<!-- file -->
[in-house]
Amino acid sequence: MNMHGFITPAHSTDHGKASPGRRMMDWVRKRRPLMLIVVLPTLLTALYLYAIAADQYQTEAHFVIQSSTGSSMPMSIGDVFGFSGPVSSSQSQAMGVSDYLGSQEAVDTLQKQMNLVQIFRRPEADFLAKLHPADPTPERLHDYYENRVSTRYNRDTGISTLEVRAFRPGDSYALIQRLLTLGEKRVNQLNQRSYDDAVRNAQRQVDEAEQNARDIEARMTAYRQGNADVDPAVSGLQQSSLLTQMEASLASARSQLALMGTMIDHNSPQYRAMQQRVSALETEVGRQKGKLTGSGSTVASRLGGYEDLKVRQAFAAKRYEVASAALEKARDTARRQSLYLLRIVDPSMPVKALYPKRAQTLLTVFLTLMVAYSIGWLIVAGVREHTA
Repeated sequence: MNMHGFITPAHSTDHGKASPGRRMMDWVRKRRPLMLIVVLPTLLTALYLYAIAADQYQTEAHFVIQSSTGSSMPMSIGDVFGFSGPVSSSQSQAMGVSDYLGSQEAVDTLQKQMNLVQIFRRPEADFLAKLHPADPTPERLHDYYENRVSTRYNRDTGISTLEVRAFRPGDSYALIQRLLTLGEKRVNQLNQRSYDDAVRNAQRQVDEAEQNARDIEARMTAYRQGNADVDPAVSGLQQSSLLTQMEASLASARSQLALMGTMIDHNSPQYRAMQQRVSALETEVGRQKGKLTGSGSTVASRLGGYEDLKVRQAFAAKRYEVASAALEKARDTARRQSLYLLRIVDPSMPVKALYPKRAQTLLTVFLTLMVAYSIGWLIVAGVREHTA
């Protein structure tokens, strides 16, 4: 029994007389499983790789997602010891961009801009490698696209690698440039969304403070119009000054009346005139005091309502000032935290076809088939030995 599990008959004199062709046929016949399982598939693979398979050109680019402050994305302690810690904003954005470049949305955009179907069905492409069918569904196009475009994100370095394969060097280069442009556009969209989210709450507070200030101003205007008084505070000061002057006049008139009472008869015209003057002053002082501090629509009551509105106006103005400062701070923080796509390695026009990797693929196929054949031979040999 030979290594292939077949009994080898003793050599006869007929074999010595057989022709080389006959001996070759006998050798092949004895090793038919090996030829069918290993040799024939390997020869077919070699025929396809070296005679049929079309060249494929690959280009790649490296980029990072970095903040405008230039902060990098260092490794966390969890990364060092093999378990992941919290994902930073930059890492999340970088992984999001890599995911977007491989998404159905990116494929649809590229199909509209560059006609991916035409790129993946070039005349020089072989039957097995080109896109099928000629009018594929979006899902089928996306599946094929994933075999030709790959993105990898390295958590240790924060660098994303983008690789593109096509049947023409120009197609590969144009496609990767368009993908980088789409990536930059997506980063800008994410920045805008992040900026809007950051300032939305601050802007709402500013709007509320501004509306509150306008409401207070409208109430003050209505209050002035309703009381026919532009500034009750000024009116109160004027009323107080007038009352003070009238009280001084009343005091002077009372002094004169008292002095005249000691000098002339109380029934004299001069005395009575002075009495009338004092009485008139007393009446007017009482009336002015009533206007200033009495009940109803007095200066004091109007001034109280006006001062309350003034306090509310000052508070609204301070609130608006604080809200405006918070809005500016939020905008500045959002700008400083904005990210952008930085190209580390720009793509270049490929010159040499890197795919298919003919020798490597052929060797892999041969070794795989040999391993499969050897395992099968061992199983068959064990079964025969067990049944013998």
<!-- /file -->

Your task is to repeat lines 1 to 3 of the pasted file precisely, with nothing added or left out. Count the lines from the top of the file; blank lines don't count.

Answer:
[in-house]
Amino acid sequence: MNMHGFITPAHSTDHGKASPGRRMMDWVRKRRPLMLIVVLPTLLTALYLYAIAADQYQTEAHFVIQSSTGSSMPMSIGDVFGFSGPVSSSQSQAMGVSDYLGSQEAVDTLQKQMNLVQIFRRPEADFLAKLHPADPTPERLHDYYENRVSTRYNRDTGISTLEVRAFRPGDSYALIQRLLTLGEKRVNQLNQRSYDDAVRNAQRQVDEAEQNARDIEARMTAYRQGNADVDPAVSGLQQSSLLTQMEASLASARSQLALMGTMIDHNSPQYRAMQQRVSALETEVGRQKGKLTGSGSTVASRLGGYEDLKVRQAFAAKRYEVASAALEKARDTARRQSLYLLRIVDPSMPVKALYPKRAQTLLTVFLTLMVAYSIGWLIVAGVREHTA
Repeated sequence: MNMHGFITPAHSTDHGKASPGRRMMDWVRKRRPLMLIVVLPTLLTALYLYAIAADQYQTEAHFVIQSSTGSSMPMSIGDVFGFSGPVSSSQSQAMGVSDYLGSQEAVDTLQKQMNLVQIFRRPEADFLAKLHPADPTPERLHDYYENRVSTRYNRDTGISTLEVRAFRPGDSYALIQRLLTLGEKRVNQLNQRSYDDAVRNAQRQVDEAEQNARDIEARMTAYRQGNADVDPAVSGLQQSSLLTQMEASLASARSQLALMGTMIDHNSPQYRAMQQRVSALETEVGRQKGKLTGSGSTVASRLGGYEDLKVRQAFAAKRYEVASAALEKARDTARRQSLYLLRIVDPSMPVKALYPKRAQTLLTVFLTLMVAYSIGWLIVAGVREHTA